Castro 2002, Day 2002, and Brackett 2011 include brief critical summaries of her work and short bibliographies. Mesic 1992 provides a biography in addition to excerpts from book reviews, critical essays, and an interview. Several bio-bibliographical works focus on recurring themes in Cisneros’s work. Madsen 2000 uses biographical detail to read Cisneros’s work as articulating Chicana identity. Maätita 2010 considers motherhood and family dynamics. Quinlan 2001 investigates religious symbolism, theology, and faith. The most up to date places to find information about Cisneros are her own website, which also serves as a blog, and her Facebook page; both list upcoming events and post articles and reviews.

  • Brackett, Virginia. “Sandra Cisneros.” In The Encyclopedia of Twentieth-Century Fiction. Vol. 2, Twentieth Century American Fiction. Edited by Patrick O’Donnell, David W. Madden, and Justus Nieland, 499–500. New York: Wiley-Blackwell, 2011.

    Gives two-page summary of Cisneros’s biography and work, particularly highlighting The House on Mango Street. Includes suggested readings.

  • Castro, Joy. “Sandra Cisneros.” In Contemporary American Women Fiction Writers: An A-to-Z Guide. Edited by Rhonda Austin and Laurie Champion, 66–71. Westport, CT: Greenwood, 2002.

    Gives summary of Cisneros’s work, its critical reception, and a bibliography of works by and about Cisneros.

  • Cisneros, Sandra. Sandra Cisneros.

    Cisneros has her own website featuring a biography, news, and events, including appearances and readings. Provides her bibliography of books and essays, a list of recommended books, and links to reviews and articles written about her. The most enjoyable sections are the “Guestbook,” where visitors write messages that she often answers; and “Letters,” which includes letters she has received and answered, and also acts as her blog.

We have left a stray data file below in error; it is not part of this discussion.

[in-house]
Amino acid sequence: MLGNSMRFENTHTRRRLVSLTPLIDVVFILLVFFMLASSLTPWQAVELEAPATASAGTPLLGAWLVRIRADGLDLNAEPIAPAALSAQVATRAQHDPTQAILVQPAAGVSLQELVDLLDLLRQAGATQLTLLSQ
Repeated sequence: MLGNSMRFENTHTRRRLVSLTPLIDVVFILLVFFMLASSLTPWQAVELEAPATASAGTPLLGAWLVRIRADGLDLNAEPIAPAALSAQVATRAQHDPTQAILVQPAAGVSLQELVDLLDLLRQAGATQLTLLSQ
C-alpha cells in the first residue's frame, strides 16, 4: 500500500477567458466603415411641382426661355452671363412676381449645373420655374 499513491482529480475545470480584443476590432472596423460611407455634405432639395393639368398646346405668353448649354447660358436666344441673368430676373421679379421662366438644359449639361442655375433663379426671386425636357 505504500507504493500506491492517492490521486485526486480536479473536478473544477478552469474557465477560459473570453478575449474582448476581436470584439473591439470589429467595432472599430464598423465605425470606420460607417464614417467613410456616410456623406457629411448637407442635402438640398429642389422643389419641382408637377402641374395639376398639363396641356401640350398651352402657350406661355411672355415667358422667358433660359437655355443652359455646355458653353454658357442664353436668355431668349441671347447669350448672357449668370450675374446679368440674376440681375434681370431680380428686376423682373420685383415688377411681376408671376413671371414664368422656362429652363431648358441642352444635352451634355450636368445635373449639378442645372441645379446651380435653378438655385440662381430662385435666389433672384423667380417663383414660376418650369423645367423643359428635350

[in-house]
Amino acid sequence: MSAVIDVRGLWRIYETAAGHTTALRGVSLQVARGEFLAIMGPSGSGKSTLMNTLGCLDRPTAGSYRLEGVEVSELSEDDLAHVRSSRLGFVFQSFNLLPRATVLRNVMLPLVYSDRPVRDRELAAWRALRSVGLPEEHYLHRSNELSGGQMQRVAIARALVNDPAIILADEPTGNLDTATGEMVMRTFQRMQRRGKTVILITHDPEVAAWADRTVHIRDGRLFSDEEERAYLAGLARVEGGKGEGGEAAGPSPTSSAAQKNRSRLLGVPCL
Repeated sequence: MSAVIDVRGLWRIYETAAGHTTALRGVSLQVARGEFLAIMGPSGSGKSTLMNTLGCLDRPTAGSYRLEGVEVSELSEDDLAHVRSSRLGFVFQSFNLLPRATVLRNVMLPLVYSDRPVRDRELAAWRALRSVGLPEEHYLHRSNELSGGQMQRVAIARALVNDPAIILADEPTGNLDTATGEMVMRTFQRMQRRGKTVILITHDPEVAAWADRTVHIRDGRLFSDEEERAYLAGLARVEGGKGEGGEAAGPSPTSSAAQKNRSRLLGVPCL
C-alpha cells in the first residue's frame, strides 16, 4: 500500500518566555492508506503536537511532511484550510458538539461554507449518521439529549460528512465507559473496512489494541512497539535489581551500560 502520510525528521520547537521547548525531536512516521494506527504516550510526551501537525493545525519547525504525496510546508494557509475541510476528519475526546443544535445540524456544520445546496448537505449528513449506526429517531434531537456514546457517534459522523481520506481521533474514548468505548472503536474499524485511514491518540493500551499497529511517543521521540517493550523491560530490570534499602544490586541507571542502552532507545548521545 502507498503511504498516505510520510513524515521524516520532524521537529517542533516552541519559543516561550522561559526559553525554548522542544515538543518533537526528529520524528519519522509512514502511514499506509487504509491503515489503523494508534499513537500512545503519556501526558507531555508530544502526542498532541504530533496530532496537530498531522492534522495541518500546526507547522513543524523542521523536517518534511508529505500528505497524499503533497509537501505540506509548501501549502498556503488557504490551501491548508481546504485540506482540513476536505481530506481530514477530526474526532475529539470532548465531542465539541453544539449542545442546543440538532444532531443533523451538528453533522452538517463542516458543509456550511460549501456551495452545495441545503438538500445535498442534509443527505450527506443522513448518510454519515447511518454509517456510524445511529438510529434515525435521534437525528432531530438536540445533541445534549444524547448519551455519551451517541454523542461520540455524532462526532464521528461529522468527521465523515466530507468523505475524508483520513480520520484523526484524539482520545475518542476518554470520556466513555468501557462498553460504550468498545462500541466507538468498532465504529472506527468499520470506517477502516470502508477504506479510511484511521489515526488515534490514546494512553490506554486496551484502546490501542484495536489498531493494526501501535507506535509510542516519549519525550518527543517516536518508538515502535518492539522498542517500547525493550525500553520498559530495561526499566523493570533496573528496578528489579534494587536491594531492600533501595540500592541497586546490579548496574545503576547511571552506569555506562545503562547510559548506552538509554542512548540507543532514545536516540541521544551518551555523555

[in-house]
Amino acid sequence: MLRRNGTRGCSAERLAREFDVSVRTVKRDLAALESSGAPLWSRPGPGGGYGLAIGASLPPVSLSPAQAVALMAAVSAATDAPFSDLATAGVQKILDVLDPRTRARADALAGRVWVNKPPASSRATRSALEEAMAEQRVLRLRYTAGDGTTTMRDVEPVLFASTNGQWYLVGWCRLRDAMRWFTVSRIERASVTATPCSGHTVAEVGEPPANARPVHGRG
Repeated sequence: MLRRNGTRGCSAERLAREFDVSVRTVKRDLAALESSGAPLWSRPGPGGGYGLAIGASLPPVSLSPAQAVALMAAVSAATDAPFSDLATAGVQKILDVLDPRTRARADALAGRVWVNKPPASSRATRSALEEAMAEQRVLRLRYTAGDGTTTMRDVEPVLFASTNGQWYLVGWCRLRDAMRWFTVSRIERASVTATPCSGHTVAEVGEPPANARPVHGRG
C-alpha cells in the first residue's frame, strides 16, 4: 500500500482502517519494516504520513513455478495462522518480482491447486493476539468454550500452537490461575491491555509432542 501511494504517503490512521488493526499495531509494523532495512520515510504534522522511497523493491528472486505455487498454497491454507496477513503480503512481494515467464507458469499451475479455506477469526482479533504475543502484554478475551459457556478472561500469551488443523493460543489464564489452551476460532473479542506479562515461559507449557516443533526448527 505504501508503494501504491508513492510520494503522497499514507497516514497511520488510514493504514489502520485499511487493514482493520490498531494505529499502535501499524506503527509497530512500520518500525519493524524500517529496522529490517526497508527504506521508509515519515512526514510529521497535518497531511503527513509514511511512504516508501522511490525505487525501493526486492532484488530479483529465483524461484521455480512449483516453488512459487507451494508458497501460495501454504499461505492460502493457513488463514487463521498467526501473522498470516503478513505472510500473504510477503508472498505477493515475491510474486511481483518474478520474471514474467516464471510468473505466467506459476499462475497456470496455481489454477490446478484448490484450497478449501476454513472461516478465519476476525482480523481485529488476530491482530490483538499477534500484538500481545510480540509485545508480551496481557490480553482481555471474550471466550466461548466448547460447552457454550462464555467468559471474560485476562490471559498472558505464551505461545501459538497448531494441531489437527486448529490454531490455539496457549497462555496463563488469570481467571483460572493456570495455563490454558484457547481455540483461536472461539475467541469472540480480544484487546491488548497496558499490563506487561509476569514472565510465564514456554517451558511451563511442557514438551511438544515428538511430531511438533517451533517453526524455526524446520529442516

• Day, Lisa B. “Sandra Cisneros.” In Contemporary American Women Poets: An A-to-Z Guide. Edited by Catherine Cucinella, 60–64. Westport, CT: Greenwood, 2002.

    Entry contains biography, major works and themes, critical reception, and bibliography.

  • Maätita, Florence. “Sandra Cisneros.” In Encyclopedia of Motherhood. Vol. 1. Edited by Andrea O’Reilly, 219–221. Thousand Oaks, CA: SAGE, 2010.

    Biography and critical reception, giving particular attention to Cisneros’s writing and interviews in which she speaks about her own relationship with her mother. Section on feminine resistance that analyzes the representation of mothers, daughters, children, and family dynamics in Cisneros’s work.

  • Madsen, Deborah. Contemporary Chicana Literature. Columbia: University of South Carolina Press, 2000.

    Includes a brief biography and analysis of her oeuvre, connecting Cisneros’s work through her critique of both Anglo and Chicano patriarchies and her narration of Chicana feminist identity.

  • Mesic, Penelope. “Sandra Cisneros.” In Contemporary Literary Criticism. Vol. 69. Edited by Roger Matuz, 144. Detroit: Gale Research, 1992.

    Comprehensive biography until 1991; contains excerpts from critical essays by Gary Soto and Julian Oliverares; an interview with Pilar Rodriguez; and selections from reviews from Kirkus Review, the New York Times Book Review, the Los Angeles Times Book Review, The Nation, and Publisher’s Weekly.

  • Quinlan, Eileen S. N. D. “Sandra Cisneros.” In Catholic Women Writers: A Bio-bibliographical Sourcebook. Edited by Mary R. Reichardt, 58–62. Westport, CT: Greenwood, 2001.

    Provides biography, major themes, critical survey; emphasis on Cisneros’s rejection of misogynistic theology, and her incorporation of and subversion of tradition indigenous and Catholic mythology and symbols. Analyzes religious symbolism in her work.